Films that don't make sense unless you understand the zeitgeist of the time

I’ve always heard that the original Invasion of the Body Snatchers is a parable of Cold War/ Red Scare paranoia. "Everyone’s secretly turning [del]Red[/del] alien. Um, ok; if you say so. As good a theory as any. My problem is (1). I was born long after the '50s and so never experienced the times. (2). I’d seen any number of “alien infiltration” themed science-fiction movies, TV shows and stories years before I ever saw IotBS, so the meme was cliched and predictable to me. I doubt I will ever “get” IotBS as it was intended to be perceived. So what other movies are lost on anyone who doesn’t understand the times in which they were made?

Benjamin Braddock in The Graduate seems like an annoying, mopey jackass nowadays.

It’s undoubtedly true that there was an element of Cold War paranoia in IotBS, but it’s not necessaary to appreciate or understand the film. Robert Heinlein apologized to his agent for re-hashing such a tired old theme when he submitted The Puppet Masters. Puppet Masters predated Finney’s novel The Body Snatchers, upon which the film was based. In other words, the meme of invading aliens taking over people’s bodies long predates that film, and even the Cold War. It’s a classic case of paranoiac fear (which doesn’t require a Cold war) and de-humanization.

Certainly they didn’t need the 1950s version of the Cold War when they remade the film so many times.

I suspect The Dark Knight will become one.

Though I don’t know which side history and culture will fall on.

It’s a film about terrorism. Terrorism versus fear. Terrorism versus privacy. Terrorism versus the surrender of political rights. A good film, maybe even a great one.

But I fully expect my hypothetical kids to ask me “why was this a political film? It’s just about Batman against the Joker!”

History will tell.

In the non-metaphorical camp, I think Cameron Crowe’s films made every few years (Say Anything…,Singles,Jerry Maguire,Elizabethtown) are perfect time capsules of their eras. It’s hard to imagine those films made at any other possible time.

I watched Midnight Cowboy and liked it. But without understanding the 70s scene, I probably didn’t enjoy it as much as I might have.

I think he did back then too, so far as I can remember. If you don’t get the movie, I don’t think that’s the reason.

Here’s something to think about the next time you see this movie. The Graduate came out in 1967. That means the people who were born around that time are now in the same age group that Mrs. Robinson was.

As for the original **Invasion of the Body Snatchers **Cold War/Red Scare parallels being dated, you can also think of it as a comment on the dangers of conformity. That’s something that’s mostly still relevant.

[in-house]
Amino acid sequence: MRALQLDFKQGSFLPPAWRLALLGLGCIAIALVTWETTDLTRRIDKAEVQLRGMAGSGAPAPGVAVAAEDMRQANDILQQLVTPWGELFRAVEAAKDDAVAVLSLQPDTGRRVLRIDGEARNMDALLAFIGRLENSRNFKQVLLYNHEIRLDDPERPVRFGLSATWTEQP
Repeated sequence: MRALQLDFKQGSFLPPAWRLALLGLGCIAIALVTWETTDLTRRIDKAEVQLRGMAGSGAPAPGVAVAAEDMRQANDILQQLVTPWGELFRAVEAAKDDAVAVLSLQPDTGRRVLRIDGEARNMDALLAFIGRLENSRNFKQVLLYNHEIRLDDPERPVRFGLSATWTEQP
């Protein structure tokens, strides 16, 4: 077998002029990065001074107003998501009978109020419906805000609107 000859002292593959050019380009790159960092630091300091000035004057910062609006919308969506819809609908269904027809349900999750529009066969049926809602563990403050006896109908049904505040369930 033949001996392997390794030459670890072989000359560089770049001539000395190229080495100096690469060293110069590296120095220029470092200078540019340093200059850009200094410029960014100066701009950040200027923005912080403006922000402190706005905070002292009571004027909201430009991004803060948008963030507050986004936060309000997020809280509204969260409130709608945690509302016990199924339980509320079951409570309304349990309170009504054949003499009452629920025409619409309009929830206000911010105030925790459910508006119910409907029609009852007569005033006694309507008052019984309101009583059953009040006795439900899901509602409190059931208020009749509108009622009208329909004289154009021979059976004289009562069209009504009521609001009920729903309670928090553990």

Or you can just enjoy it as a horror movie.

Just for clarification’s sake, is “don’t make sense” the same as or similar to “can’t be appreciated”?

If there are critiques available by competent reviewers, either of the same period the film was made, or with what would seem to be credentials for speaking of those other times with some understanding and reliability, then I would hope the “don’t make sense” part could be resolved even to somebody with no personal connection to those other times.

The “can’t be appreciated” side of things I would regard as more iffy.

To give a simple example, I have recently been poking around at YouTube for clips from old movies I saw as a kid. Things I saw on Saturday afternoons in the early 50’s. Even with the benefit of having seen those things at the time they were “hot items” and “cutting edge” and thus being part of the zeitgeist they emanate from, I find it very hard to “appreciate” them as I did back then.

I could bolster my opinion with countless examples from earlier decades, up to and including the first episodes of Star Wars, and perhaps even as recently as the fascination with making movies of comic books with CGI characters in the title roles…

But the bottom line to me is that if the movie has any guts at all it will be both understood (in the “make sense” sense) and appreciated by all generations. It will be universal. It would be a real challenge to name 100 such movies, and I wager that at least half of IMDb Charts: IMDb Top 250 would fail one test or the other, even with the help of a competent critic.

The original version of The Stepford Wives was made in 1975, an era when the women’s rights movement were just starting to hit its peak. The remake was made in 2004, a completely different era.